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Low blood levels of beta-carotene (vitamin A), gamma-tocopherol (vitamin E)
and vitamin C have been to be associated with an increased risk of cardiovascular
- vitamin A (beta-carotene) - a modest protective effect
for cardiovascular disease was found in most cohort studies (1). However there
has been no benefit demonstrated in large trials and cardiovascular mortality
may be increased (2)
- vitamin E - a large randomised controlled
trial of vitamin E in nearly 30,000 Finnish smokers found no benefit for the use
of vitamin E (3). Also the HOPE trial found no benefit for patients treated with
vitamin E (4)
- vitamin C - no large scale trials have
studied vitamin C supplementation alone
At present, there is insufficient
evidence for the use of antioxidants in the primary or secondary prevention of
cardiovascular disease (5)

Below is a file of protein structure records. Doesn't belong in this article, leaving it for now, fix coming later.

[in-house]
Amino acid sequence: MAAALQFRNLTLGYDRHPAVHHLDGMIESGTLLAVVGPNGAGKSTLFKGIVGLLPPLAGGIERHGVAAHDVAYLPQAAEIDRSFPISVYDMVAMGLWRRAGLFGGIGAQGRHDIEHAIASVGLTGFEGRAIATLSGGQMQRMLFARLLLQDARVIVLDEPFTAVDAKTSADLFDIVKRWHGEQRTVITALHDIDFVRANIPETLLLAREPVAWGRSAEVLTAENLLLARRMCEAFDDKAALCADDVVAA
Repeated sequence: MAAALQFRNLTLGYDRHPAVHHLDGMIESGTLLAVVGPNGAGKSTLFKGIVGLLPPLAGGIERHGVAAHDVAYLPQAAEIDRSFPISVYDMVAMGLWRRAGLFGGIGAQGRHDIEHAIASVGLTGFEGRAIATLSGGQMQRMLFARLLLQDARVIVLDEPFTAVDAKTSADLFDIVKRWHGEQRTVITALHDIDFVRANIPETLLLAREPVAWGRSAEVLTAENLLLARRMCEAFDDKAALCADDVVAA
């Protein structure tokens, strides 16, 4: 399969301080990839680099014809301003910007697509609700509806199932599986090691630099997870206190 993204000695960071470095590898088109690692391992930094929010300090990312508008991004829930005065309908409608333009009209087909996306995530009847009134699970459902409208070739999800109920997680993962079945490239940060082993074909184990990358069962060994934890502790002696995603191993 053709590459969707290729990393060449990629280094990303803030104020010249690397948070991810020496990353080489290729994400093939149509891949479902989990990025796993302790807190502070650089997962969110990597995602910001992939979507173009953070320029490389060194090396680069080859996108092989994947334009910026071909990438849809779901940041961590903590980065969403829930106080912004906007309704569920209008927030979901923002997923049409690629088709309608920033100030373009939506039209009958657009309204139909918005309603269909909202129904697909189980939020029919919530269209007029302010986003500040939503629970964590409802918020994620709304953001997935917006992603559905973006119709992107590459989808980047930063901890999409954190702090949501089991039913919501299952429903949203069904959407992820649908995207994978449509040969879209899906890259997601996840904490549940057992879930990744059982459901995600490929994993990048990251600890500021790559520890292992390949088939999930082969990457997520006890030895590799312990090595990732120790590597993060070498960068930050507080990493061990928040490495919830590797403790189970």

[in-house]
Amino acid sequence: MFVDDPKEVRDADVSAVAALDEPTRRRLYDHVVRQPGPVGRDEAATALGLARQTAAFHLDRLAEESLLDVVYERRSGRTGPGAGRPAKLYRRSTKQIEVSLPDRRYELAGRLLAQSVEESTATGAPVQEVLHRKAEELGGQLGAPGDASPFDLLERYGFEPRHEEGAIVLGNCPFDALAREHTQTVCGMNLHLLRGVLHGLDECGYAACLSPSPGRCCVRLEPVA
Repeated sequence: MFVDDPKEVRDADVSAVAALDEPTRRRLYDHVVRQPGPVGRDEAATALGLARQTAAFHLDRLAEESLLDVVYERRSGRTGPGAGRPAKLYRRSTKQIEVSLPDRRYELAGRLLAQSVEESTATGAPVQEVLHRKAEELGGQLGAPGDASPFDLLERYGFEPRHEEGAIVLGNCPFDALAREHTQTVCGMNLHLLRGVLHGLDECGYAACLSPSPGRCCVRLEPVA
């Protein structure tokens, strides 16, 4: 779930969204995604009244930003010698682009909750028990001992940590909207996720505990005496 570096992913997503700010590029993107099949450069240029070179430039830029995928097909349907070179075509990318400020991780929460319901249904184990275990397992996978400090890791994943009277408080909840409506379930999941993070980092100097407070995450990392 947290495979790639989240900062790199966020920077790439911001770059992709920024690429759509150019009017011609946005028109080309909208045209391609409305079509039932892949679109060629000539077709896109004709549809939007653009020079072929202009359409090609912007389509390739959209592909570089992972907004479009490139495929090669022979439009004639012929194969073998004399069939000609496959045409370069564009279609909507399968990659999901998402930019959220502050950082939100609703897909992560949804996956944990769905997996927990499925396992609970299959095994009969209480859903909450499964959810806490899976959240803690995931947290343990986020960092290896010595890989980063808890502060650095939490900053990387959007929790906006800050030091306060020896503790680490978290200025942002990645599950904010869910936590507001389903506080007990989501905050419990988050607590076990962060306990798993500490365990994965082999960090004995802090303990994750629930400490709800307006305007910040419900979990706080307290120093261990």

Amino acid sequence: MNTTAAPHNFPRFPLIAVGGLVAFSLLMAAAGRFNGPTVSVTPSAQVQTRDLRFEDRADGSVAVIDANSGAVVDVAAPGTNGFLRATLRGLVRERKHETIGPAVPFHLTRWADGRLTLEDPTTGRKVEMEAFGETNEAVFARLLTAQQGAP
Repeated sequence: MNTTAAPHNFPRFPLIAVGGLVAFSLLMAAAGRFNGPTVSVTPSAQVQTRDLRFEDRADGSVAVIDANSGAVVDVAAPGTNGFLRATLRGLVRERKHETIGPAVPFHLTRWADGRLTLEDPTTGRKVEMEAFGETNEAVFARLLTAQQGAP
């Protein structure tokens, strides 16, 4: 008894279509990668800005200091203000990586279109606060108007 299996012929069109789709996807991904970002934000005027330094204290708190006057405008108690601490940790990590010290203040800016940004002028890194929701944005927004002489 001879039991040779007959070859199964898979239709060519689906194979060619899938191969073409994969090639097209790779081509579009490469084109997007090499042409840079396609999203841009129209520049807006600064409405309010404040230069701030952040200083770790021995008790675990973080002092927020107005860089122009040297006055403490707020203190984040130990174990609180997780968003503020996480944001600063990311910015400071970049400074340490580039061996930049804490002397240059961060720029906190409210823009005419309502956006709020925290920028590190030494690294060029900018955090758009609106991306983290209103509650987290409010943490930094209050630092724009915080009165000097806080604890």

- a systematic review and meta-analysis found
that antioxidant supplements for primary and secondary prevention did not decrease
- Lonn EM, Yusuf S. Is there a role
for antioxidant vitamins in the prevention of cardiovascular disease? An update
on epidemiological and clinical trials data. Can J Cardiol 1997;13: 957-65.
Egger M et al. Spurious precision? Meta - analysis of observational studies. BMJ
1998; 316: 140-4.
- The Alpha-Tocopheral Beta-Carotene Cancer Prevention
Study Group. The effects of vitamin E and beta-carotene on the incidence of lung
cancer and other causes in male smokers. NEJM 1994;330: 1029-35.
G et al. Mortality in randomized trials of antioxidant supplements for primary
and secondary prevention: systematic review and meta-analysis. JAMA. 2007 Feb
Last reviewed 04/2020